The footnote function is one of the great features of Word: it will automatically change numbering, place them in order at the bottom of the page, shift them as pages grow and shrink, and renumber when they are moved around. The endnote function is similarly great. And even better, you can use both in one document!
However, editing footnotes and endnotes poses some challenges. Sure, Word will track changes you make to the words in the note, but it doesn’t handle other edits quite so smoothly, as shown in the demo video below.
TIP: To move between a footnote/endnote and its marker in the body text, simply click on the number/letter.
How to Move or Delete Footnotes & Endnotes
To move or delete a footnote or endnote, grab the marker in the body text. (That is, the superscript number or letter that indicates there is a note.) Press the delete key or just drag the marker where you want it. No need to delete the note contents first; it will all be deleted together. Word will renumber the notes accordingly — though it may not look like it did if you are tracking this change.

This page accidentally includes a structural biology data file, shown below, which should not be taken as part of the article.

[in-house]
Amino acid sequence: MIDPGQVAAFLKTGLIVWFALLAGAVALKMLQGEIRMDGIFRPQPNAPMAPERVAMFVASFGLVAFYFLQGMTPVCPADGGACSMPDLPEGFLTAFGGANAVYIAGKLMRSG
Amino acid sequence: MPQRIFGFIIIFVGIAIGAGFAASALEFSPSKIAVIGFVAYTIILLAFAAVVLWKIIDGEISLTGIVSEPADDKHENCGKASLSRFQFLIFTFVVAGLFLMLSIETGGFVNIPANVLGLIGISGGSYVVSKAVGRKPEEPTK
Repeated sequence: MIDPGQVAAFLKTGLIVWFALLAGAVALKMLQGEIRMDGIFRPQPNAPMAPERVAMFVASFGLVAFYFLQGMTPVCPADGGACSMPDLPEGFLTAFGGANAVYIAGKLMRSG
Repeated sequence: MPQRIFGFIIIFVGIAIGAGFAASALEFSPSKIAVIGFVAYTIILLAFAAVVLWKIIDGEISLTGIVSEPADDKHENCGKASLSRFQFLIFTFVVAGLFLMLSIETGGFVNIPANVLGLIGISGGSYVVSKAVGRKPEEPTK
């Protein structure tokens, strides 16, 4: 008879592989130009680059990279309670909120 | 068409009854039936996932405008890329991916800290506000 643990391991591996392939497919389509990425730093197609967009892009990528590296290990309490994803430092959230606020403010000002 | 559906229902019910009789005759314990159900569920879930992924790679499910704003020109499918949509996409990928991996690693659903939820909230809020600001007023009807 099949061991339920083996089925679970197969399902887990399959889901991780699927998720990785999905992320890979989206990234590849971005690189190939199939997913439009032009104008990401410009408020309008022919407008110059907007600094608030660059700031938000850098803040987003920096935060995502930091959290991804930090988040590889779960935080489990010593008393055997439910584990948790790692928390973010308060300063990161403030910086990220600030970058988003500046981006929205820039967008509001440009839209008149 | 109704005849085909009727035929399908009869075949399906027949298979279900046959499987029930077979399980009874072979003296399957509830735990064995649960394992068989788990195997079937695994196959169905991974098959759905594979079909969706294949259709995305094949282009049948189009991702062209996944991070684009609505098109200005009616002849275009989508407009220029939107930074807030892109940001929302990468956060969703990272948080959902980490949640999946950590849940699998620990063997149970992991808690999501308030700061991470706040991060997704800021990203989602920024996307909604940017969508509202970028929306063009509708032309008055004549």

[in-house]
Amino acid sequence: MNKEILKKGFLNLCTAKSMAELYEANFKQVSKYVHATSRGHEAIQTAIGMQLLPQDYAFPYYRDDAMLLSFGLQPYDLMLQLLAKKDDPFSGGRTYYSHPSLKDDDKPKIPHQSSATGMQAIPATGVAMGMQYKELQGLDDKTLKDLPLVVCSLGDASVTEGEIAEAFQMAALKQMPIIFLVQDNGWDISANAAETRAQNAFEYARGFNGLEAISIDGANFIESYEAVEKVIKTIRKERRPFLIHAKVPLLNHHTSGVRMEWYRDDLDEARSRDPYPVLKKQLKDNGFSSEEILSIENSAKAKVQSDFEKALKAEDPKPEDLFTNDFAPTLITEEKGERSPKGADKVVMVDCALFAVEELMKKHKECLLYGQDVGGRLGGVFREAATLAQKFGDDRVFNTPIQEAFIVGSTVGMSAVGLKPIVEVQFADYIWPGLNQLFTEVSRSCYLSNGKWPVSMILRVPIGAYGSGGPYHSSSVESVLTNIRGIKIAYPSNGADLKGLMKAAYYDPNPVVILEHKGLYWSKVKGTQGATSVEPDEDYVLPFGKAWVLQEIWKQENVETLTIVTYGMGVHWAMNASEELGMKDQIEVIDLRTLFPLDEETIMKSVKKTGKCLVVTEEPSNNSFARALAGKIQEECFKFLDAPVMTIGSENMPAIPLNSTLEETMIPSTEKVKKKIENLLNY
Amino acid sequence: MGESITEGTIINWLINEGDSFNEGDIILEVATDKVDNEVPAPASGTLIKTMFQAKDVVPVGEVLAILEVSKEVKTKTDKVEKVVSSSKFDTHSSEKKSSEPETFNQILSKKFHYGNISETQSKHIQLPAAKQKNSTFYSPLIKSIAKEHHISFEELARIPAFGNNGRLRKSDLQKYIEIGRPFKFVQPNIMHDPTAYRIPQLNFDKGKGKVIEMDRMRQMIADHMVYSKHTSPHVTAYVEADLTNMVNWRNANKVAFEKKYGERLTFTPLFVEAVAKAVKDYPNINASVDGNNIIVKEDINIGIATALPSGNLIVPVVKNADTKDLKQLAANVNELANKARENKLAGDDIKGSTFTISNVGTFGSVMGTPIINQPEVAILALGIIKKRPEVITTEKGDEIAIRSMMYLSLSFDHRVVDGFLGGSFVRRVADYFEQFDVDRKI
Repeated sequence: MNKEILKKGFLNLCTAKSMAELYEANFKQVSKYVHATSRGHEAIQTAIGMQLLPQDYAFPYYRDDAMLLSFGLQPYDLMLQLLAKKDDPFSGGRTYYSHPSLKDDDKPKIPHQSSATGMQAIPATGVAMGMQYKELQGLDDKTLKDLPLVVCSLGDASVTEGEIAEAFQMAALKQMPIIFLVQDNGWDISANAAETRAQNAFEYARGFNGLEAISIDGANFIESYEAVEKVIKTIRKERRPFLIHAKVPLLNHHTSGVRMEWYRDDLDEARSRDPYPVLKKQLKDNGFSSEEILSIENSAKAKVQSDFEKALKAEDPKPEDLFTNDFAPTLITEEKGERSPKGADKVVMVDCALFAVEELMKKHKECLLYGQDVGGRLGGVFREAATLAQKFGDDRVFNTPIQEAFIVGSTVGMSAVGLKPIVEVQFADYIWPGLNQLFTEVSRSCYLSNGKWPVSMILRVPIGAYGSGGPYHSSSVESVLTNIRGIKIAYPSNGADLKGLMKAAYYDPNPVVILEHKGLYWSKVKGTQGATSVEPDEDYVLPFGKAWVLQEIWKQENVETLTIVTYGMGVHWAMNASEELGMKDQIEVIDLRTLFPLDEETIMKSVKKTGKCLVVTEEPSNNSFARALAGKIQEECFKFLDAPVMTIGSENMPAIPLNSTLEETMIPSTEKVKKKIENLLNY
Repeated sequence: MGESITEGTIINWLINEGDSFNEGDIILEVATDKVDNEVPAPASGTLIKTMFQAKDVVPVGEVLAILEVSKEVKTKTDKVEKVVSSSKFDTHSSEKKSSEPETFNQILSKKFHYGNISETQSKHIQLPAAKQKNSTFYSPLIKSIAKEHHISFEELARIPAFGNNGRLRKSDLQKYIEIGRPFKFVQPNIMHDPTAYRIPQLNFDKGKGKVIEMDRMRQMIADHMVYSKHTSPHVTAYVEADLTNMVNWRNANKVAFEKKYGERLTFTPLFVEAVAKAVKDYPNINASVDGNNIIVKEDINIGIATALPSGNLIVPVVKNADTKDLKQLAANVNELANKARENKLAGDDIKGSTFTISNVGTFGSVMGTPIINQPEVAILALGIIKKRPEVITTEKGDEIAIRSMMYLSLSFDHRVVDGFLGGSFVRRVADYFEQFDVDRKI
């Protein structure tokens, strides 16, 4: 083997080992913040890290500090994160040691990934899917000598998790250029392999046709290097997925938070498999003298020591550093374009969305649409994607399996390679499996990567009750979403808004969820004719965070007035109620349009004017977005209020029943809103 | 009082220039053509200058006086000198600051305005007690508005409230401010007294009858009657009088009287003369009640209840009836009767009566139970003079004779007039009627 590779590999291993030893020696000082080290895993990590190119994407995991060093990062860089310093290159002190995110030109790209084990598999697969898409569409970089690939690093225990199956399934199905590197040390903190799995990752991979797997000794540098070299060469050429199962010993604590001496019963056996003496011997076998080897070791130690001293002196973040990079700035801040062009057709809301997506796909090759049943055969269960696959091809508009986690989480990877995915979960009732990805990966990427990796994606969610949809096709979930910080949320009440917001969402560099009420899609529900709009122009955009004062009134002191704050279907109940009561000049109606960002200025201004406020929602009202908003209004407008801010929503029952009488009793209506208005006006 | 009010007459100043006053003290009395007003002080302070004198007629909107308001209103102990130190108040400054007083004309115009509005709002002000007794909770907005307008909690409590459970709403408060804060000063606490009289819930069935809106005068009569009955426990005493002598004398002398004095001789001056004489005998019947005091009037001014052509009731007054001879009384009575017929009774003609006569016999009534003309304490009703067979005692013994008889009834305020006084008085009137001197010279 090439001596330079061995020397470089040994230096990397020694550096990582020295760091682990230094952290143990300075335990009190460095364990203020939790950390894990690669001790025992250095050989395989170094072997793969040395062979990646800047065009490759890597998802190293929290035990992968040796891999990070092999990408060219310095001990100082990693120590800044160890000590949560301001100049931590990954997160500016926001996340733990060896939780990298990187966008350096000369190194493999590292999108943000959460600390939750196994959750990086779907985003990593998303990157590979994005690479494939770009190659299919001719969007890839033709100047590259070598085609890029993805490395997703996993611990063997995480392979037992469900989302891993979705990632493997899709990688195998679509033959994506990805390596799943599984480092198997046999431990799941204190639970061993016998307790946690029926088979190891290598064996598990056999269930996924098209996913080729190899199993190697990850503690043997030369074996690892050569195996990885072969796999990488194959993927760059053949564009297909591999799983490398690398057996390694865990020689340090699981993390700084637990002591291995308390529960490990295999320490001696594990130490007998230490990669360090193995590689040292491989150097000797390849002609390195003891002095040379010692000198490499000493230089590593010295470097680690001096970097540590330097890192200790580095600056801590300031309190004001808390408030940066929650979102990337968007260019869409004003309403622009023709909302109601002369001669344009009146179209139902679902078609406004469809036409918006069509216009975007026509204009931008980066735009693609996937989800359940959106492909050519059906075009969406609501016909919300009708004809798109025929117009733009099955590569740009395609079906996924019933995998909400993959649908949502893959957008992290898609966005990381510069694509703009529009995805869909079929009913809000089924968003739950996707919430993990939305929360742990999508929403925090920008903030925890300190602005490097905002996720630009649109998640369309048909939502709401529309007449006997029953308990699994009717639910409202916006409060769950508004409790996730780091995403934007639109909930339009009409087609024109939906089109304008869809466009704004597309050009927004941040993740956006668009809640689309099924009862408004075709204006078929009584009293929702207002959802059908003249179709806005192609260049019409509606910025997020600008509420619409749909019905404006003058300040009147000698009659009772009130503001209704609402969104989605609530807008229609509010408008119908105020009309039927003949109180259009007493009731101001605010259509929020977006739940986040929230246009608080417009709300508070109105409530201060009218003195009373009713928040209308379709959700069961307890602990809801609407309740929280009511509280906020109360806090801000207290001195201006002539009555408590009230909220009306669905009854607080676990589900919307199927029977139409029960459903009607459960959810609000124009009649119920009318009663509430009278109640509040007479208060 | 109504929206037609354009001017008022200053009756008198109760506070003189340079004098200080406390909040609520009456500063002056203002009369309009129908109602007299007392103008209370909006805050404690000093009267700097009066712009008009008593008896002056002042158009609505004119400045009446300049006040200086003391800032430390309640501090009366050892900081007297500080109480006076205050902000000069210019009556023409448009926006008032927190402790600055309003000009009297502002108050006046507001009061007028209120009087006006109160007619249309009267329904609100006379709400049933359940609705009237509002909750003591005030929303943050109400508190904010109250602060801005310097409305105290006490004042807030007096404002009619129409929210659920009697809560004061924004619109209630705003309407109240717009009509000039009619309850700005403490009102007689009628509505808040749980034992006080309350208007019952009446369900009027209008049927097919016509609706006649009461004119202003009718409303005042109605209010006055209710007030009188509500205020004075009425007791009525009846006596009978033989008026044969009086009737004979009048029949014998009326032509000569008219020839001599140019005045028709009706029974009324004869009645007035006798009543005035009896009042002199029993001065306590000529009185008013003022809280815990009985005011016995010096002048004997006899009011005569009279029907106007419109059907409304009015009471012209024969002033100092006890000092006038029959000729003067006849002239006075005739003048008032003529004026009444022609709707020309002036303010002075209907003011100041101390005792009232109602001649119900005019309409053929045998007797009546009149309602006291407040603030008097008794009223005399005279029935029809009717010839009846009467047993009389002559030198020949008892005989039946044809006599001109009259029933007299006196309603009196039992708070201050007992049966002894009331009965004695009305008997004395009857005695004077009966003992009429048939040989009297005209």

Numbering of the notes looks messed up if you are tracking changes. Usually, Word displays the original numbering no matter what “view” the document is in. And a move will look like one note was deleted and another added.
The only way to make reorganized notes look correct is to accept the change. So, either accept the change and leave a comment describing the change, or leave a comment explaining that the change will look correct once the change is accepted. You can do this in your cover letter (the transmittal memo) or in the document itself.
One of the challenges with footnotes and endnotes is that you can’t use the comment function within them. The comment function simply does not work when the cursor is placed in a footnote or endnote. This can be handled one of two ways:
- Select the note marker in the body text and leave a comment attached there.
- Leave a comment inline in the note itself.*
*Placing comments in the running copy is always risky. They might make it all the way through production into the final product! Guard against this by encasing such in-line comments between square or angled brackets so they stand out as content that should not be printed (as in the example below). If you track adding such comments, they are “less likely” to make it into the final product. No matter how you do it, in-line comments are always more risky than using a comment balloon.
[AU: Should this note be moved up one sentence?]
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